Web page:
This technique requires minimal equipment and manpower, since dispersants can be applied by air in a short time. The environmental tradeoff is protecting surface resources (birds, sea mammals) versus subsurface resources (fish). As the oil is broken into minute droplets by dispersant and diluted by seawater, its toxicity rapidly drops to low levels.


Of the three techniques, in-situ burning is the most effective, removing 70-90% of the spilled oil. Next are dispersants, with 30-70% effectiveness. Containment and recovery is the least effective at 0-30% recovery.

Equipment delivery, personnel support. and waste handling must be considered and plans developed to address an oil spill. In addition, it is best to get pre-approvals for use of burning or dispersants, since regulations are unclear or non-existent in many arctic jurisdictions.

Industry’s Response

The industry is well aware of the need for additional Arctic technology development to address oil spills in the high latitudes. There is a need for of new chemistries, equipment and experimental spills to test their effectiveness.

To meet this need, the Arctic Response Technology Joint Industry Project was formed and has developed a series of projects to investigate key problems.

According to Joe Mullin, JIP program manager, there are nine projects underway investigating:

  • Dispersed oil under ice. The goal is to develop a numerical model for oil plumes; a contract was awarded 4Q 2012 for a turbulence model and data gathering to validate the model.
  • Dispersant testing under realistic conditions. The goal is to understand the needs, develop lab experiments, and define regulatory requirements.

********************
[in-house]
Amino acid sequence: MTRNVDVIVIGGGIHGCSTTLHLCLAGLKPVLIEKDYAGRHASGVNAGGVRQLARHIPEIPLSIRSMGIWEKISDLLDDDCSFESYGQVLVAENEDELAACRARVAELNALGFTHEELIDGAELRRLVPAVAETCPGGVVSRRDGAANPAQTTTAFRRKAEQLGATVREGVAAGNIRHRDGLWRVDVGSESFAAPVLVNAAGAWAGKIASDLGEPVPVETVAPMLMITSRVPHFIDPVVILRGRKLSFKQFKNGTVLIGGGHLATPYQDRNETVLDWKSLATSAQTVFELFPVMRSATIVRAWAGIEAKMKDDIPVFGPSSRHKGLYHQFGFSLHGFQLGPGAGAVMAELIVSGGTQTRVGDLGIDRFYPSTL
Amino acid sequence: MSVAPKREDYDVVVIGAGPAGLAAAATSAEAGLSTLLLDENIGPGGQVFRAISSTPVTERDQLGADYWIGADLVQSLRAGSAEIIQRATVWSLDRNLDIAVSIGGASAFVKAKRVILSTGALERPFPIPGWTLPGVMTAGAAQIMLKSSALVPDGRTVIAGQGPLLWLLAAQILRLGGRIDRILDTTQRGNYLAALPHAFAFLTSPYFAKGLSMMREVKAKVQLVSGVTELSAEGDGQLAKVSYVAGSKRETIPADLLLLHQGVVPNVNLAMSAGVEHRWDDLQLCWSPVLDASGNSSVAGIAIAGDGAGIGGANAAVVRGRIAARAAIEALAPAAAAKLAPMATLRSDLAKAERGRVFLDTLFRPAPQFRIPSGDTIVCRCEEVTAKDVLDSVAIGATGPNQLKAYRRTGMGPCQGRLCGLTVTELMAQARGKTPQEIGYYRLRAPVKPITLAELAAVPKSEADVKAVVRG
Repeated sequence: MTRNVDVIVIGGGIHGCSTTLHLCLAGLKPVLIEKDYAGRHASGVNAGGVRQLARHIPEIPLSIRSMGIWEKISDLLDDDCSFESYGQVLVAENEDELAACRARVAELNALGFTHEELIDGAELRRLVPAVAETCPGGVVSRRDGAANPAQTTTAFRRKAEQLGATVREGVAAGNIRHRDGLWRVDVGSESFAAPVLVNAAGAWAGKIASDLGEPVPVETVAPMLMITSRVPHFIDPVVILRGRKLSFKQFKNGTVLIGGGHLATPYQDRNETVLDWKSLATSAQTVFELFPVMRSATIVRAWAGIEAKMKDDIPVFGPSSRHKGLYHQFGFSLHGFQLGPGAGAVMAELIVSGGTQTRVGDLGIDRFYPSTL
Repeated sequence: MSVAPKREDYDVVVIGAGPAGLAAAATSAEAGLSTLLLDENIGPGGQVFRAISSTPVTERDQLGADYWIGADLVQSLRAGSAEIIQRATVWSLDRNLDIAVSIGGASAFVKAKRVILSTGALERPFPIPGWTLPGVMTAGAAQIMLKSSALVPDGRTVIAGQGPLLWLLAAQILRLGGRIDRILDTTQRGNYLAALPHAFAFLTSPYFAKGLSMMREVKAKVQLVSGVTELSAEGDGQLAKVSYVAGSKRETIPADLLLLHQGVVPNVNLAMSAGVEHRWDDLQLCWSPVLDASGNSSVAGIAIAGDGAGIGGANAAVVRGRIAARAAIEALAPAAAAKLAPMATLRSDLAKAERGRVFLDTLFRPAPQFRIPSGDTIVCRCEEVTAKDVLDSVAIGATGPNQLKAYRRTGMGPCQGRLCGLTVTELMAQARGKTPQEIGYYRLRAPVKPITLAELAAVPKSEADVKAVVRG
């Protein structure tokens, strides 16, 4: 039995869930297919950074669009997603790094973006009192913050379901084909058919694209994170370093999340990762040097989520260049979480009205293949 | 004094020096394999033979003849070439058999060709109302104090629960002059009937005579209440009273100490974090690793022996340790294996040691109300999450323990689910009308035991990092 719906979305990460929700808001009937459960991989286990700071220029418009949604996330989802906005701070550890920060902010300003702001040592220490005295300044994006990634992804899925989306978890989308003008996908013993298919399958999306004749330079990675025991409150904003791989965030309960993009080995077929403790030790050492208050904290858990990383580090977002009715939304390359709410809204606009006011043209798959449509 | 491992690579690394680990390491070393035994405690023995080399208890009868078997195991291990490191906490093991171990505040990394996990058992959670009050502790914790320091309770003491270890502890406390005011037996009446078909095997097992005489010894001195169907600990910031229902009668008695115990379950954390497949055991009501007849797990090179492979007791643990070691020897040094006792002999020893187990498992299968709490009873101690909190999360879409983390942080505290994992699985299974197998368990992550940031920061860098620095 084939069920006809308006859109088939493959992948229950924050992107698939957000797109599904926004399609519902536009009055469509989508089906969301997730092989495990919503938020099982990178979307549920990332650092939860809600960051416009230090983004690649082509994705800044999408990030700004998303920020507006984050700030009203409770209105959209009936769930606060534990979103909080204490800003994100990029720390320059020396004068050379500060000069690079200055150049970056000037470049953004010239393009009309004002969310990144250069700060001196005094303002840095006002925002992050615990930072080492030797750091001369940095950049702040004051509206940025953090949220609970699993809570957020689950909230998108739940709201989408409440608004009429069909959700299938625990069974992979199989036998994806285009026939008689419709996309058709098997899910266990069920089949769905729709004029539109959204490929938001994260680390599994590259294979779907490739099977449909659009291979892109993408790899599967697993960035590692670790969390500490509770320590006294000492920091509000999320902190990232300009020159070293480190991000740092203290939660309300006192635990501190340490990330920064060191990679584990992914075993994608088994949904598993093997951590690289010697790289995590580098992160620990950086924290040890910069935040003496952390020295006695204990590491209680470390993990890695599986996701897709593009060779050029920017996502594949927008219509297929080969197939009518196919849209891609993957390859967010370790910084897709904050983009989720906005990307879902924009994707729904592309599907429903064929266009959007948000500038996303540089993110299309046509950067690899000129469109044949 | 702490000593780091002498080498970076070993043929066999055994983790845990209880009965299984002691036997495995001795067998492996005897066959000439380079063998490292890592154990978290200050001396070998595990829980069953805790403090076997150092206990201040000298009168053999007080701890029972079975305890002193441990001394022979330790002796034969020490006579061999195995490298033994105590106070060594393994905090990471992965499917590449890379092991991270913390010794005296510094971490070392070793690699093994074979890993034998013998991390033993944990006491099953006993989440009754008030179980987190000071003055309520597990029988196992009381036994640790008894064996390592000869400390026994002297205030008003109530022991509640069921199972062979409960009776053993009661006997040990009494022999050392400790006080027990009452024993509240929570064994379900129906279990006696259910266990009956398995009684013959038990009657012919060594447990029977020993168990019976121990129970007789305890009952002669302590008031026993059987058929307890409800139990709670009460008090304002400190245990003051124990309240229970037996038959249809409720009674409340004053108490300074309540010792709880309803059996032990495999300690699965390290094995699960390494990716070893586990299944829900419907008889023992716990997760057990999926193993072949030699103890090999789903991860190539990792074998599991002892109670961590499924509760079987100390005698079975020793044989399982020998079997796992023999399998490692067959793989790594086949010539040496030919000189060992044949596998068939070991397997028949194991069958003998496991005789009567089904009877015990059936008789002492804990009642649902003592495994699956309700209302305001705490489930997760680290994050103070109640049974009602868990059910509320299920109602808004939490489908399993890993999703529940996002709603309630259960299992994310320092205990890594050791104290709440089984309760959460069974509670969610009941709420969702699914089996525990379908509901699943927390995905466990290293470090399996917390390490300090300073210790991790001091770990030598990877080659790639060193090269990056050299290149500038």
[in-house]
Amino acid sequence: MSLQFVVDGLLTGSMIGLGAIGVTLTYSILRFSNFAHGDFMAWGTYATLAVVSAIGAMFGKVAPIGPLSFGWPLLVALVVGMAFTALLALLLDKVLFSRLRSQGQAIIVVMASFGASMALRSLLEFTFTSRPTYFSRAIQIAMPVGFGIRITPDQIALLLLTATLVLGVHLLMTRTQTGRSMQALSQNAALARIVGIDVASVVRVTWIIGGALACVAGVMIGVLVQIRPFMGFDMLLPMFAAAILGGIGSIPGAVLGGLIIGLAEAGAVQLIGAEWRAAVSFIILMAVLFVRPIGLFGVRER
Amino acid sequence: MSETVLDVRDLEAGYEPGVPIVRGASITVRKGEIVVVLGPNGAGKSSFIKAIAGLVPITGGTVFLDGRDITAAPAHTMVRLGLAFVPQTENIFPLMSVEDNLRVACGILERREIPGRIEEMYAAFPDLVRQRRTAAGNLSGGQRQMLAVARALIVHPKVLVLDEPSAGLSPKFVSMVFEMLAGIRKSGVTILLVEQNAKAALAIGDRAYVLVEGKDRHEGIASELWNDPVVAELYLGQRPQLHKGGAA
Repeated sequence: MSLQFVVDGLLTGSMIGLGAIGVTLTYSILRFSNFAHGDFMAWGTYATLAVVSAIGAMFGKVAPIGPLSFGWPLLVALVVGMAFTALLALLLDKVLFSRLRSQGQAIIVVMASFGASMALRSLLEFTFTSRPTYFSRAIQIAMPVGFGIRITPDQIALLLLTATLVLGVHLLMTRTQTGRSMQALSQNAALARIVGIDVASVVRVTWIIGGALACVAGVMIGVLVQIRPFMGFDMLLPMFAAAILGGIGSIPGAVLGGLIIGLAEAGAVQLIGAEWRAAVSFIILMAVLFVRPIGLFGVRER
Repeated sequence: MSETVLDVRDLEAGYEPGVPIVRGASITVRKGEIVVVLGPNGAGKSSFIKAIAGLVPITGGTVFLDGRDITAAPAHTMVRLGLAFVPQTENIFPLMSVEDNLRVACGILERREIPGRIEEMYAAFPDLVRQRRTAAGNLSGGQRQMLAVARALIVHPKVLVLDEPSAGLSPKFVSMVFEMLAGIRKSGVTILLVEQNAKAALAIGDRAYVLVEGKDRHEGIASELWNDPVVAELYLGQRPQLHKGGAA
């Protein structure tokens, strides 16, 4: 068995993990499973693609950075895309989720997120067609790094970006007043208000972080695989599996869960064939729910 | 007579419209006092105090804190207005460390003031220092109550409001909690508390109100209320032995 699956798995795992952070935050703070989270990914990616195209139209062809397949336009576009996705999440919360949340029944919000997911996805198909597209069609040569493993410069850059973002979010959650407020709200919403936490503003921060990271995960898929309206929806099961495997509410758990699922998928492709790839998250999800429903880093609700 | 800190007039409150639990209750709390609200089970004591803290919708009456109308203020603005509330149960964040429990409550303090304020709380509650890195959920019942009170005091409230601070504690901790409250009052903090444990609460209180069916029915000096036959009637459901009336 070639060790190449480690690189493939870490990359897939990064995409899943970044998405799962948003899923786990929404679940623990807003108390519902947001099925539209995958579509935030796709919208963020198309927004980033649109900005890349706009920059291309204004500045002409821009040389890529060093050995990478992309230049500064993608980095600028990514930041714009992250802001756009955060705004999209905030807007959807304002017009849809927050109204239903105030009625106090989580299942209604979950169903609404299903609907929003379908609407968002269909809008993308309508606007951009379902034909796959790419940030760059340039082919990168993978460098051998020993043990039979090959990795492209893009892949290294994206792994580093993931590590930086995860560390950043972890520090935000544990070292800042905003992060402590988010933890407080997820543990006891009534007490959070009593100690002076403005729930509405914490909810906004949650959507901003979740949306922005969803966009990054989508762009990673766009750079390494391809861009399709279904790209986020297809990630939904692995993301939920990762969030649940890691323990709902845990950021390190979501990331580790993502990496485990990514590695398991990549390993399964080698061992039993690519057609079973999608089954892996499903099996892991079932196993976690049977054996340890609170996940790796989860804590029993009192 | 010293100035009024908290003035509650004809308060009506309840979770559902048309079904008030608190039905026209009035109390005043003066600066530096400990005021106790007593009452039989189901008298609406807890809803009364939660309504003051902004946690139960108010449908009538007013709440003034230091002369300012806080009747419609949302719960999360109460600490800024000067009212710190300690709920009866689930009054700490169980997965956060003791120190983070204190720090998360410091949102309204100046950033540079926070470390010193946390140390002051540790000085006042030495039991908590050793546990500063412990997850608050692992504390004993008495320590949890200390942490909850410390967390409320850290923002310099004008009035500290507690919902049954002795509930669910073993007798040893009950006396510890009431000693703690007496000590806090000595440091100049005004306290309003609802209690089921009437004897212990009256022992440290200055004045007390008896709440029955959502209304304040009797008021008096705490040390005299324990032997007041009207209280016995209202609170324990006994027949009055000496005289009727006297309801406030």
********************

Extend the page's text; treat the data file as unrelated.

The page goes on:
• Environmental impacts. Net Environmental Benefits Analysis framework will be used requiring an information base, a review of historical impacts, and prioritization of impacts. This is presently underway and is to be delivered 1Q 2013.
  • Trajectory modeling. This project will expand on the oil spill modeling with the addition of high resolution ice modeling to develop an oil trajectory model.
  • Remote sensing. This project will develop ways to detect and map oil spills and plumes on the ocean’s surface using airplanes and satellite data. For the subsurface, it will develop a test program using ROVs and AUVs to gather data. The JIP is presently working with Woods Hole Oceanographic Institute to develop this program.
  • Mechanical Recovery. The goal is to develop remote recovery units, explore new vessel designs, develop onboard oil/water/ice separator equipment, and develop an onboard oil incinerator.
  • In-situ burning. Review and define the state of knowledge and prepare educational materials.
  • In-situ burning. Develop improved systems of aerial ignition.
  • In-situ burning. Develop improved chemical ‘herders’ (to enable in situ burning without the use of booms) with application systems and basin testing.

The JIP also wants to create opportunities for field research with other groups, to test their results.


Arctic Response Technology JIP
Spill Response in the Arctic Offshore – February 2, 2012

Categories: Arctic North America Regulations